scala> object StringPlus extends Plus[String] {
         def plus(a: String, b: String): String = a.concat(b)
       }
defined object StringPlus

scala> plus(2,3)(IntPlus)
res0: Int = 5

scala> plus("Harry", "Potter")(StringPlus)
res1: String = HarryPotter

The above works but it’s not very nice for below reasons: * Too verbose do we really need to pass the second argument IntPlus, StringPlus etc all the time. * Standard GOF pattern nothing unique.

Implicits Incoming

What if we made the second argument an implicit so that we don’t have to pass it all the time. Below is the refined code:

scala> def plus[A](a: A, b: A)(implicit p: Plus[A]): A = p.plus(a,b)
plus: [A](a: A, b: A)(implicit p: Plus[A])A

scala> implicit object IntPlus extends Plus[Int] {
         def plus(a: Int, b: Int): Int = a + b
       }
defined object IntPlus

scala> implicit object StringPlus extends Plus[String] {
         def plus(a: String, b: String): String = a.concat(b)
       }
defined object StringPlus

scala> plus(2,3)
res0: Int = 5

We have now eliminated the verbosity of the previous implementation. We can further take advantage of another syntactic sugar called Context Bound.

scala> def plus[A: Plus](a: A, b: A): A = implicitly[Plus[A]].plus(a,b)
plus: [A](a: A, b: A)(implicit evidence$1: Plus[A])A

No more implicit in the function argument.

Typeclass

Typeclasses are used to enable adhoc polymorphism. Type class (see how type class is sperated by space) is a language feature in haskell, but in scala typeclass(hmm.. no space) is a design pattern. Adhoc polymorphism helps in creating common behavior of classes without using the subtyping polymorphism and hence more flexible.

Anatomy of typeclass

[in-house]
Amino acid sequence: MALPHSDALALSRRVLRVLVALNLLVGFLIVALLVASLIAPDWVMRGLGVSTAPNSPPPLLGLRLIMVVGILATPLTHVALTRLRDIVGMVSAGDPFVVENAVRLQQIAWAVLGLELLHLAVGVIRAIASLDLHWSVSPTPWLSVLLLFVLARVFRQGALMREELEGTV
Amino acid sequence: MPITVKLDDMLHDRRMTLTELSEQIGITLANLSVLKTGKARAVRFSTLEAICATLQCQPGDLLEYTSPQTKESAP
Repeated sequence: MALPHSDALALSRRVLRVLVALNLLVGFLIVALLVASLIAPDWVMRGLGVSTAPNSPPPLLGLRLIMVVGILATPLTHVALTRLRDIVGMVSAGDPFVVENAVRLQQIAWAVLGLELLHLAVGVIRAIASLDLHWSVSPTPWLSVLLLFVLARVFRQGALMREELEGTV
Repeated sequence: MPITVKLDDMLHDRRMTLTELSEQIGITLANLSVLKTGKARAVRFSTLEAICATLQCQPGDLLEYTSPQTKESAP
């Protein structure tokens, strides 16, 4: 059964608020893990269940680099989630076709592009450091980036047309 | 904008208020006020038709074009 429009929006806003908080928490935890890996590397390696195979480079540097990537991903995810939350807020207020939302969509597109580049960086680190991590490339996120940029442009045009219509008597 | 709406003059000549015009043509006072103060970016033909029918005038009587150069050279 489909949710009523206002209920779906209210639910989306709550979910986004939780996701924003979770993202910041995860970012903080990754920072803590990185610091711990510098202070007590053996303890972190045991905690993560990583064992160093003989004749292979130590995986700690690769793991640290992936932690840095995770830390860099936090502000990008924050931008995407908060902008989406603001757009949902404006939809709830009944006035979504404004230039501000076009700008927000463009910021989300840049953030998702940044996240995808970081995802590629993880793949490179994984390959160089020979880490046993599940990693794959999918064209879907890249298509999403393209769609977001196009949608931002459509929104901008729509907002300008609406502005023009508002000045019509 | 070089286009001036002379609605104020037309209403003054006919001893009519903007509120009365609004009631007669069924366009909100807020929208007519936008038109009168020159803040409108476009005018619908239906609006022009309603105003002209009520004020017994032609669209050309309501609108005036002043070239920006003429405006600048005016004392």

1. Define some functionality T as trait.
  2. Provide default implementation for the types you are interested in.
  3. Expose the type class behavior to user

Let’s see how the above three parts were fulfilled in our Plus example.

1 - Define functionality

trait Plus[A] {
     	def plus(a: A, b: A): A
       }

2 -Typeclass implementations

object PlusInstances {
	implicit object IntPlus extends Plus[Int] {
         def plus(a: Int, b: Int): Int = a + b
       }

	implicit object StringPlus extends Plus[String] {
         def plus(a: String, b: String): String = a.concat(b)
       }
}

3 - Typeclass interface (exposing the behavior to user)

This is done in two ways

1. Interface Objects

object Plus{
	def plus[A: Plus](a: A, b: A): A = implicitly[Plus[A]].plus(a,b)
}

2. Interface Syntax (using implicit classes)

object PlusSyntax{
	implicit class PlusOps[A](a: A) {
    	def plus(b: A)(implicit p: Plus[A]): A = {
        	p.plus(a, b)
        }
    }
}

The above lets you call plus directly.

scala> import PlusInstances._
import PlusInstances._

scala> import PlusSyntax._
import PlusSyntax._

scala> "a".plus("b")
res1: String = ab
scala> 2.plus(5)
res2: Int = 7

scala> "a".plus("b")
res3: String = ab

Typeclasses are extensively used in Scala functional programming libraries such as ScalaZ and Cats and is a very widely used pattern. I hope the above notes helped in demystify typeclasses in Scala.